It was a solid quarter of trading at the luxury fashion firm which represents a strong base to build for the year. Our head of markets analyses the numbers.
Burberry Group (LSE:BRBY)’s strong momentum has carried over to its new financial year, with the economic reopening in China and the established return of the tourist providing a twin boost.
First quarter comparable store sales showed an increase of 18%, underpinned by growth of 17% in the European area. More tellingly, the Mainland China region which has been fairly central to Burberry’s fortunes saw a significant increase of 46%.
Of late, however, there has been something of an overhang on the shares given the faltering Chinese recovery, which has taken some of the sheen from Burberry’s recently reviving fortunes.
By product, outerwear and leather goods continue to be star performers within the brand, with sales up by 36% and 13% respectively in the 13 week ended 1 July. While this shows some vindication to the group’s decision to eschew discounted products in favour of full-price sales, comparable numbers will become harder to emulate, which will mean that Burberry’s focus will need to remain laser sharp.
Indeed, there are few signs of any distractions as the group continues its intense charm offensive. Its innovative approach to marketing continues to keep the brand front of mind, boosted by a social media presence which involves many high-profile ambassadors and, for example, recorded 20.8 million views on TikTok.
In addition, Burberry will be boosting the profile of the Daniel Lee debut runway collection, which is due to launch in September and, in the meantime, the Summer Capsule launch has also attracted some favourable attention. The ongoing revamp of its physical stores also continues apace as the group seeks to remain relevant and to some extent edgy, and the reopening of its flagship store in New Bond Street, London, promises an “immersive” experience across all categories.
Apart from any question marks over the strength of the Chinese economy, Burberry is undergoing something of a quiet revolution at a time when other luxury brands such as LVMH Moet Hennessy Louis Vuitton SE (EURONEXT:MC) and Compagnie Financiere Richemont SA Class A (SIX:CFR) are consolidating their own leading positions.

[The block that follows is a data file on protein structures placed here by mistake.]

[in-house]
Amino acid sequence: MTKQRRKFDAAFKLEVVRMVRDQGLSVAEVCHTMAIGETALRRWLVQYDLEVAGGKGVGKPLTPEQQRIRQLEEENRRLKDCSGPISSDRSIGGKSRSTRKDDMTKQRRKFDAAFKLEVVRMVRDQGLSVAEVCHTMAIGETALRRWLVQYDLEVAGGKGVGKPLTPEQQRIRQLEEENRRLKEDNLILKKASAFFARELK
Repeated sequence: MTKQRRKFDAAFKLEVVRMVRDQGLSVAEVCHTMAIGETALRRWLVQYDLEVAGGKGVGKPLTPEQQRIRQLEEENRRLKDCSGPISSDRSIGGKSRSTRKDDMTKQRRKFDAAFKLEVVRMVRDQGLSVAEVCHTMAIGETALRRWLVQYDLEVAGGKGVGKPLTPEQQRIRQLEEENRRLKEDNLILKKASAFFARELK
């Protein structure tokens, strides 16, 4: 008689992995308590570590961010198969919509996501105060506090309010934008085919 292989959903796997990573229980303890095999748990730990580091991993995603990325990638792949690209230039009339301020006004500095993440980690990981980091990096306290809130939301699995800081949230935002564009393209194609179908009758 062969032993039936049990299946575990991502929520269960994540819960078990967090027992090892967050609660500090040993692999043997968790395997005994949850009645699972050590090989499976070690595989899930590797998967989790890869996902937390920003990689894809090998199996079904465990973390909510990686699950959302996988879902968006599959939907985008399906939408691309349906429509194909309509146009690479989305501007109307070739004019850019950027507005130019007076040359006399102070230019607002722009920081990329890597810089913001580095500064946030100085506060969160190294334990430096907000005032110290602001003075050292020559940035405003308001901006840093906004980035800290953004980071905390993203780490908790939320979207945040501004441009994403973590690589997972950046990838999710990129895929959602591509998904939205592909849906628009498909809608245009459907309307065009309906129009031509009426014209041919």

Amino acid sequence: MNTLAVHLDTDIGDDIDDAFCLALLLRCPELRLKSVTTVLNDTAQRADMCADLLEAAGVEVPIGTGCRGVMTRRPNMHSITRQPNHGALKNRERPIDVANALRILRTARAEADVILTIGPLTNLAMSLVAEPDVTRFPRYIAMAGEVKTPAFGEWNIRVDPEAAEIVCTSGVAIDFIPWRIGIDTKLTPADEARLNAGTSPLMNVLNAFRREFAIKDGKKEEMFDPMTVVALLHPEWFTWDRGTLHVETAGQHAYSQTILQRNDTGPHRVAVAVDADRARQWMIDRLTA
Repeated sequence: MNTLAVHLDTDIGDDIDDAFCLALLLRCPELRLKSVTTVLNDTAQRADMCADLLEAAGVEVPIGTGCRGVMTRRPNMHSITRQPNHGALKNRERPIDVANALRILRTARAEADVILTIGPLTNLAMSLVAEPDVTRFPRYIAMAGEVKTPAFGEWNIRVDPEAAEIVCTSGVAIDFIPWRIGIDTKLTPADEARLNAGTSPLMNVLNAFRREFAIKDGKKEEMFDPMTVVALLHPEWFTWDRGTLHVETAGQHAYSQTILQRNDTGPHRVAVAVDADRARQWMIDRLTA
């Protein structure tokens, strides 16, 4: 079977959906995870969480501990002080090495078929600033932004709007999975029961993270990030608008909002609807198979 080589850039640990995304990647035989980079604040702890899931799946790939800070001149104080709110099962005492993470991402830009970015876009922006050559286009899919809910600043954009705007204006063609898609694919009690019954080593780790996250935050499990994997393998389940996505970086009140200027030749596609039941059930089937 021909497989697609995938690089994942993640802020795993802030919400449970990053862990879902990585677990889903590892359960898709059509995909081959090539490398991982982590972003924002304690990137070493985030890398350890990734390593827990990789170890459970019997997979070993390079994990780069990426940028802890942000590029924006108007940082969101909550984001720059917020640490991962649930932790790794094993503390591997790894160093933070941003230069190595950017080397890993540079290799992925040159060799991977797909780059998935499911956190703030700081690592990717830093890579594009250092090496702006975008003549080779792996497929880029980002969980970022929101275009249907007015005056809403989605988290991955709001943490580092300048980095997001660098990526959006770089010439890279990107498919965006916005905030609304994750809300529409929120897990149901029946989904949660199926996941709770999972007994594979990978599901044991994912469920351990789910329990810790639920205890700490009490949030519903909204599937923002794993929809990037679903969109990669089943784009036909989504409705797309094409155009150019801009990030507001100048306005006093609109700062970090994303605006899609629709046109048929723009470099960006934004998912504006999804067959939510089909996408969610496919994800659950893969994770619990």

There is an element of risk to this strategy, although some insulation is provided by the fact that the typical high-end luxury consumer tends to be rather less affected by the wider economic pressures of the day. The continued reinvention of the business also comes with an inevitable cost, although with revenues flowing through the door as evidenced in this update, the strategy is perhaps on track.
The balance sheet is also robust enough to withstand the current round of investment, while the commencement of the £400 million share buyback programme should be supportive to the share price. In addition, a dividend yield of 2.9% may be pedestrian but is well covered, while also providing some financial leeway for the group depending on how the rest of the trading year unfolds.
Burberry is maintaining its guidance for the year, clearly choosing not to extrapolate the strength of sales from the first quarter. The group has noted some uncertainty around the macroeconomic environment, while also expected currency headwinds of £150 million to revenues and £70 million to adjusted operating profit at prevailing foreign exchange rates.
Even so, it expects to achieve high single-digit revenue growth, with adjusted operating margin of around 20%, and with a medium-term revenue target of £4 billion in revenue becoming increasingly achievable.
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In all, this update represents a strong base for the year on which Burberry can build. The pace of growth, however, is one which investors will be keenly watching, particularly given any uncertainties arising in some of the group’s key regions.
The share price performance has been similarly turbulent, including a drop of 18% in the last three months, although despite this dip, over the last year the shares have added 27%, which compares to a gain of 5.7% for the wider FTSE 100 index.
For the moment, the signs are encouraging, but clouds need to clear, with the market consensus of the shares as a 'hold' reflecting lingering uncertainty on prospects.
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